“I can’t walk for very long or very quickly,” said Olive Banks of Nevada, who recently entered her late 60s. “So a ferret is the perfect walking companion for me.” Banks and her two ferrets, Ollie and Coffee, go for daily walks around the block — just once — in her quiet neighborhood. “My doctor said it’s very good for me, and that in addition to my diet, the walks help keep my joints supple and blood pressure down. I probably wouldn’t feel as motivated to get out there and do it, if it wasn’t for Ollie and Coffee. They enjoy our walks so much.”

Linda Ricardo, 52, of New Jersey said that while she doesn’t go out on walks with her ferrets, they definitely give her a run for her money. “I’m constantly bending, stretching and swooping when I romp with them in their playroom. Plus, I’m always busy bending down to clean up poopies and reaching into the cages to scoop them out.” It’s not exactly Richard Simmons’ Sweatin’ to the Oldies, but she does feel younger because she is constantly on the move.

Spreading The Joy  Gemma Thorson of Missouri has a very calm, loving ferret that she takes to retirement homes as therapy for senior citizens. “There is a certification process for this,” Thorson said, “And my girl ferret, Cinnamon, is completely acceptable, the same as a dog, cat, rabbit or a miniature horse.”

While not as many seniors can reminisce about their childhoods with family dogs or work horses, for instance, “The ferret is a novelty. It gives them something to say ‘wow’ about, and to look forward to,” Thorson said. “I believe that having something to look forward to is part of staying young at heart.”

Thorson read an article called “Volunteer Your Dog and Your Heart,” which she thinks applies to all four-legged therapists, including ferrets. Not only do the visits make the ferret and the infirm person happy, it’s ultimately rewarding for the ferret mom or dad as well: “Even though me and Cinnamon have met some wonderful old folks who’ve passed on … and that’s always hard … it still warms me inside to know that we might have made some kind of difference in someone’s last months or weeks of life. As such, you realize how precious life is.” That, as far as Thorson is concerned, is part of keeping a youthful outlook.

Randy Belair, founder of the Ferret Aid Society in Toronto, Ontario, had a very personal introduction into the world of therapeutic ferrets and witnessed firsthand that although they can’t bring about miracle cures, they can help people feel better (and consequently, more youthful). “I used to take a ferret into the hospital when my mom was on the oncology ward. We visited a few patients just about weekly with a ferret called Mandrake.

“Mandrake really did well with the sick people and a few times shared the tray of hospital food with them! My mom really benefited from visits with Mandrake as well. Mom missed the companionship of her furry friends at home, and Mandrake helped her remember what it was like to cuddle a soft, warm, fuzzy body. 

“After only a few visits to the hospital, everyone knew Mandrake,” Belair said. “There would be line-ups outside my mother’s hospital room of people in wheelchairs and walkers, all fighting cancer, many terminal. All of them were there to see Mandrake and get kisses from the cute ferret that had come to brighten their day.

Nursing homes that use companion animal therapy have reported a significant reduction in the use of prescription drugs, so the overall cost of caring for seniors also dropped. Could the medical advice of the future be: “Tickle two ferrets, and call me in the morning”?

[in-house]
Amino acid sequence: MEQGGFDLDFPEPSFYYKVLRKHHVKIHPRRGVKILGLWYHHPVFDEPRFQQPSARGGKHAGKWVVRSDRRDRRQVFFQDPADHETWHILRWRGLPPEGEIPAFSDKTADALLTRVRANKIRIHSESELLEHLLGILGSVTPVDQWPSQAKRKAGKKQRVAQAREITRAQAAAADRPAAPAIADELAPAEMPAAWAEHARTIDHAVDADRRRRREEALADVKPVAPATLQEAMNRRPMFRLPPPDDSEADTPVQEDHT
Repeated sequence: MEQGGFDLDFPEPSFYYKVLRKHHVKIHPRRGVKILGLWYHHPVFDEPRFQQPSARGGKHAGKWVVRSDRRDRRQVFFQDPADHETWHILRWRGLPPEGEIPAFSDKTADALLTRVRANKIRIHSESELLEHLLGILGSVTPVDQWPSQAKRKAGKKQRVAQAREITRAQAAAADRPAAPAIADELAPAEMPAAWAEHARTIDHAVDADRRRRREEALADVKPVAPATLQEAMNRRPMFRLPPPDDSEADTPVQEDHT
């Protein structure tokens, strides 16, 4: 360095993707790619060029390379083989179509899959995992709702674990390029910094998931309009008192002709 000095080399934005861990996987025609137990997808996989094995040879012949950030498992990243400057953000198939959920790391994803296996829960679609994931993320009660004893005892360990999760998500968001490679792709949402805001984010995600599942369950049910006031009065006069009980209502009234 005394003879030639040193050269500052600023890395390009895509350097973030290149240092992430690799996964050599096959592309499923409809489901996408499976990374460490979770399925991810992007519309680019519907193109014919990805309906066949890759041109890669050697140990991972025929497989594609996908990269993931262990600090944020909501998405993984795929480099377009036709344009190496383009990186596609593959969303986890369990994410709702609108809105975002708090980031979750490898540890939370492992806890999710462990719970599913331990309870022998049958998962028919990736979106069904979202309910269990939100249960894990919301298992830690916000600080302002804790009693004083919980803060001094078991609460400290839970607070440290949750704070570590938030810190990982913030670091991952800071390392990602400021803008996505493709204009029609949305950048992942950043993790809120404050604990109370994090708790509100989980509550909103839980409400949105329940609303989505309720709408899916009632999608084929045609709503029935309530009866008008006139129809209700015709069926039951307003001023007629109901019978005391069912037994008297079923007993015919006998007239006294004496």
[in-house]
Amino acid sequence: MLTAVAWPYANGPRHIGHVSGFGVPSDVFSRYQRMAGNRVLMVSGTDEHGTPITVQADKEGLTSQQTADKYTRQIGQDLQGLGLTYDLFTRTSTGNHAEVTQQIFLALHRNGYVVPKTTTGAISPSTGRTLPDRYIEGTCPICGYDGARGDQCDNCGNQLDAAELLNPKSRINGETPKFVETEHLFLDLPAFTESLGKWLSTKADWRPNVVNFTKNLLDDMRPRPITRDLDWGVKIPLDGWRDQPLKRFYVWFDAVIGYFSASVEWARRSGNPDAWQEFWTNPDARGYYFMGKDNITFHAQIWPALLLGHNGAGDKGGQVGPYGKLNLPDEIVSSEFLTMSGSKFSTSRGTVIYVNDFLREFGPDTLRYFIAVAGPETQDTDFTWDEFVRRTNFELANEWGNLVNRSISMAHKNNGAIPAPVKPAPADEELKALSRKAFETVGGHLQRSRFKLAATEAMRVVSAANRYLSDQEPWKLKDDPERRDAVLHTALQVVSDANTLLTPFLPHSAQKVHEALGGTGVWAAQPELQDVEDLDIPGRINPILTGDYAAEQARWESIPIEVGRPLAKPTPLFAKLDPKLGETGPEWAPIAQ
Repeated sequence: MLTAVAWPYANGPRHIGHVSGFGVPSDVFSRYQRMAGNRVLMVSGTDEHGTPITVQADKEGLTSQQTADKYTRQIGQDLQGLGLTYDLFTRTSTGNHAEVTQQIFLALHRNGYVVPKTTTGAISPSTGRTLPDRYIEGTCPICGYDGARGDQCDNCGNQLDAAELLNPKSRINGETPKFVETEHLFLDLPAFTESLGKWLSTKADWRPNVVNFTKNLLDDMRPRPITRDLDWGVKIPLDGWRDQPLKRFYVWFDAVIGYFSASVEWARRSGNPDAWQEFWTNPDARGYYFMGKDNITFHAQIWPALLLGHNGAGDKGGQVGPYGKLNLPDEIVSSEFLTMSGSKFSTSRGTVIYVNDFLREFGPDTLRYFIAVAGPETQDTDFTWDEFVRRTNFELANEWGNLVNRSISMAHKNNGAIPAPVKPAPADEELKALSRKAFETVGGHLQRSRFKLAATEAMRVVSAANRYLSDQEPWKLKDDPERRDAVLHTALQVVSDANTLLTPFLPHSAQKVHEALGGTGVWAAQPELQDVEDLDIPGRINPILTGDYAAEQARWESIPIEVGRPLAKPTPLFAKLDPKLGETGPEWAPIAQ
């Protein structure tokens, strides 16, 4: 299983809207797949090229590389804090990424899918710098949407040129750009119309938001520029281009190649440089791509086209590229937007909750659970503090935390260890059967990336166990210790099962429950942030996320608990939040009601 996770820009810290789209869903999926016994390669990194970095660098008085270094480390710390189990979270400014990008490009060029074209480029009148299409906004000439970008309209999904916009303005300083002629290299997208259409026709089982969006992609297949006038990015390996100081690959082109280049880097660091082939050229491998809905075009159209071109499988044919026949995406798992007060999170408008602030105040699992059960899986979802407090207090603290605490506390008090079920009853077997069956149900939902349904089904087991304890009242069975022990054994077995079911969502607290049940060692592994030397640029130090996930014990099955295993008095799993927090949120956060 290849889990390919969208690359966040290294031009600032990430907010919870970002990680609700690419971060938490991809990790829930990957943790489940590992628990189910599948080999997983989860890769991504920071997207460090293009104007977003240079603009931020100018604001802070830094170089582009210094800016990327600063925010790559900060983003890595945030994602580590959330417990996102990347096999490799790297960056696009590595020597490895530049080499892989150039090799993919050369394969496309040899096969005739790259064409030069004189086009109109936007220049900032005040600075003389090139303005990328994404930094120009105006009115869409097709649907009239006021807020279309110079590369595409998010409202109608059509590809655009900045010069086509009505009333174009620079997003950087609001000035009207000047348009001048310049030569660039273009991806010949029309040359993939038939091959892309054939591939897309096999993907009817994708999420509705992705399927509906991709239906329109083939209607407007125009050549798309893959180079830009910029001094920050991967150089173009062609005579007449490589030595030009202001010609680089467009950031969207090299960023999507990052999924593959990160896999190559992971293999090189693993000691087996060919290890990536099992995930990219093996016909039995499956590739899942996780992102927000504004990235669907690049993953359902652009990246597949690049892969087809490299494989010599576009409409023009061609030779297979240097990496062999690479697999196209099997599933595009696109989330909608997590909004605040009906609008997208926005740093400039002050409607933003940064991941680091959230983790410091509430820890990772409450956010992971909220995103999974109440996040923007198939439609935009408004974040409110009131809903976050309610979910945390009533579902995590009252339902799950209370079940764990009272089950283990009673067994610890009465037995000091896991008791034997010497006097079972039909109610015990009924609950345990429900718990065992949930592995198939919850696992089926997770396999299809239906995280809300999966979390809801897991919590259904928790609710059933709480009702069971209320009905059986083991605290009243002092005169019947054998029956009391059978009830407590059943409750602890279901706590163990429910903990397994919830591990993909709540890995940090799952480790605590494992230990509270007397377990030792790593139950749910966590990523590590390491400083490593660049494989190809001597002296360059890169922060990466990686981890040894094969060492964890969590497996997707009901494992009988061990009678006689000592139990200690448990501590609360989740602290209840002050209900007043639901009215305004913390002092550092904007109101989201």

Snicker, Chortle & Laugh Having a pet to come home is another simple way that ferrets help their owners feel happier and, therefore, more youthful. “My ferrets never fail to make me smile. I laugh a lot, every day,” said Cecile Riche of New York. One of the side effects of laughter is living longer, according to medical doctors (the most famous of who is Patch Adams, whose life was a basis of a film starring Robin Williams).

Research shows that laughter decreases our so-called “stress hormones.” These hormones suppress the immune system, increase obstructions in the arteries and raise blood pressure. When we laugh at our ferrets’ antics, our immune systems are strengthened and our concentration of salivary immunoglobulin A goes up, which defends against infectious viruses entering through the respiratory tract. A super-hearty horselaugh also gives a workout to muscles throughout your body. 

Fad-Free There’s no doubt we’re living in a youth-obsessed culture; that’s nothing new. Even before Ponce de Leon looked high and low for that legendary fountain, the Egyptians were wearing makeup and bowing to a boy king. 

From the vitamin blitz to botox, people have tried everything to keep Father Time at bay. But our favorite “fad” is ferrets: They’ll get you running, laughing, asserting, caring and taking responsibility, all of which will help you feel happier, healthier and more youthful.

Posted: April 2, 2008, 5 a.m. EDT

 Give us your opinion on
Are Ferrets The Fountain Of Youth?

Submit a Comment   Join Club
Earn 1,000 points! What's this?
Reader Comments
I believe ferrets and all small animals can cure depression. Because they have very high energy levels.
Trina, Toulon, IL
Posted: 4/20/2009 3:37:36 AM
I think ferrets are slowly killing my friend. He has been sick for months and I think its because he lives in such close proximity with these rodent. He was very healthy as a college student and is now not at all. Is there anything you think we should do? Or do you have any information I can benifet from.

Thank you.
Andy, Liverpool, NY
Posted: 7/8/2008 2:50:02 PM
I love this article. I agree very much with it I was alot sicker and used to go through depression before my ferrets. Come on who can be depressed when they are around. They are way to funny.
Julie, Mt. Pleasant, MI
Posted: 4/6/2008 10:42:42 PM
View Current Comments

Rabbits USA
Rabbits USA
Top Products

Hi my name's Silky

Visit the Photo Gallery to
cast your vote!